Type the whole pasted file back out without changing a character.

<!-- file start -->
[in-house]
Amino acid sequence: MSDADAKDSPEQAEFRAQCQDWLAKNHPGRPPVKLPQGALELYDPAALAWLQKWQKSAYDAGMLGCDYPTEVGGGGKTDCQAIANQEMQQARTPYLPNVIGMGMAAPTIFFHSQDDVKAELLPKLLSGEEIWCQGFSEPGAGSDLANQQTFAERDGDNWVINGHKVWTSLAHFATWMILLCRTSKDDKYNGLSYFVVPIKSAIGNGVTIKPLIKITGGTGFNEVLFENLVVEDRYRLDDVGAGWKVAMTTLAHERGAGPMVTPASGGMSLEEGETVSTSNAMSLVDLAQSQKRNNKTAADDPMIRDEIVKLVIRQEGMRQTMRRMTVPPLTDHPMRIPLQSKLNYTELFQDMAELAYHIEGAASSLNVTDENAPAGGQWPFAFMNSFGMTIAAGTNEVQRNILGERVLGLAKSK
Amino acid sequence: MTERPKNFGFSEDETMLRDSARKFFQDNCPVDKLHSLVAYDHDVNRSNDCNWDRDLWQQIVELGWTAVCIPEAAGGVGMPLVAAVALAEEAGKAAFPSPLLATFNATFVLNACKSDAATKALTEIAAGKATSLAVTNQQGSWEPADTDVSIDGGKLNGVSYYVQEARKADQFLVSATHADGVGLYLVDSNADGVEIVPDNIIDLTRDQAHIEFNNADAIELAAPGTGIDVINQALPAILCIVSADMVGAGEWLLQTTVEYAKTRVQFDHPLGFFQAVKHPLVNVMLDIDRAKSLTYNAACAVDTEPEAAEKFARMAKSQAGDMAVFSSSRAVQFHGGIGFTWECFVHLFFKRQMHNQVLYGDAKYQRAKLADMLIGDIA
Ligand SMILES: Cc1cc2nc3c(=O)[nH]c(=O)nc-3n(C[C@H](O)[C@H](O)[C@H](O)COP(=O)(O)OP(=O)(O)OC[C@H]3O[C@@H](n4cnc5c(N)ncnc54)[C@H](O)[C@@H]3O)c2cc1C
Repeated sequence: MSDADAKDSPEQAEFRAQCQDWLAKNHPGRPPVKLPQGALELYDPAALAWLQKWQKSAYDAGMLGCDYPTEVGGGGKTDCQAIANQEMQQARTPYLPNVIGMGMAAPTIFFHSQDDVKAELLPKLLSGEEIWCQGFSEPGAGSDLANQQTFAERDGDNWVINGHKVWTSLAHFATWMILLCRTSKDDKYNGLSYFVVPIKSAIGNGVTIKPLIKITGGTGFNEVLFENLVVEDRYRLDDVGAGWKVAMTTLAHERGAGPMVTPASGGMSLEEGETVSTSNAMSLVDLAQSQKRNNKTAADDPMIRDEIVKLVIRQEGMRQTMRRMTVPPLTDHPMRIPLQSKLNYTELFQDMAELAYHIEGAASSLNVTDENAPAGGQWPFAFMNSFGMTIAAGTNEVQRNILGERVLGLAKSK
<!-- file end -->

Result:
[in-house]
Amino acid sequence: MSDADAKDSPEQAEFRAQCQDWLAKNHPGRPPVKLPQGALELYDPAALAWLQKWQKSAYDAGMLGCDYPTEVGGGGKTDCQAIANQEMQQARTPYLPNVIGMGMAAPTIFFHSQDDVKAELLPKLLSGEEIWCQGFSEPGAGSDLANQQTFAERDGDNWVINGHKVWTSLAHFATWMILLCRTSKDDKYNGLSYFVVPIKSAIGNGVTIKPLIKITGGTGFNEVLFENLVVEDRYRLDDVGAGWKVAMTTLAHERGAGPMVTPASGGMSLEEGETVSTSNAMSLVDLAQSQKRNNKTAADDPMIRDEIVKLVIRQEGMRQTMRRMTVPPLTDHPMRIPLQSKLNYTELFQDMAELAYHIEGAASSLNVTDENAPAGGQWPFAFMNSFGMTIAAGTNEVQRNILGERVLGLAKSK
Amino acid sequence: MTERPKNFGFSEDETMLRDSARKFFQDNCPVDKLHSLVAYDHDVNRSNDCNWDRDLWQQIVELGWTAVCIPEAAGGVGMPLVAAVALAEEAGKAAFPSPLLATFNATFVLNACKSDAATKALTEIAAGKATSLAVTNQQGSWEPADTDVSIDGGKLNGVSYYVQEARKADQFLVSATHADGVGLYLVDSNADGVEIVPDNIIDLTRDQAHIEFNNADAIELAAPGTGIDVINQALPAILCIVSADMVGAGEWLLQTTVEYAKTRVQFDHPLGFFQAVKHPLVNVMLDIDRAKSLTYNAACAVDTEPEAAEKFARMAKSQAGDMAVFSSSRAVQFHGGIGFTWECFVHLFFKRQMHNQVLYGDAKYQRAKLADMLIGDIA
Ligand SMILES: Cc1cc2nc3c(=O)[nH]c(=O)nc-3n(C[C@H](O)[C@H](O)[C@H](O)COP(=O)(O)OP(=O)(O)OC[C@H]3O[C@@H](n4cnc5c(N)ncnc54)[C@H](O)[C@@H]3O)c2cc1C
Repeated sequence: MSDADAKDSPEQAEFRAQCQDWLAKNHPGRPPVKLPQGALELYDPAALAWLQKWQKSAYDAGMLGCDYPTEVGGGGKTDCQAIANQEMQQARTPYLPNVIGMGMAAPTIFFHSQDDVKAELLPKLLSGEEIWCQGFSEPGAGSDLANQQTFAERDGDNWVINGHKVWTSLAHFATWMILLCRTSKDDKYNGLSYFVVPIKSAIGNGVTIKPLIKITGGTGFNEVLFENLVVEDRYRLDDVGAGWKVAMTTLAHERGAGPMVTPASGGMSLEEGETVSTSNAMSLVDLAQSQKRNNKTAADDPMIRDEIVKLVIRQEGMRQTMRRMTVPPLTDHPMRIPLQSKLNYTELFQDMAELAYHIEGAASSLNVTDENAPAGGQWPFAFMNSFGMTIAAGTNEVQRNILGERVLGLAKSK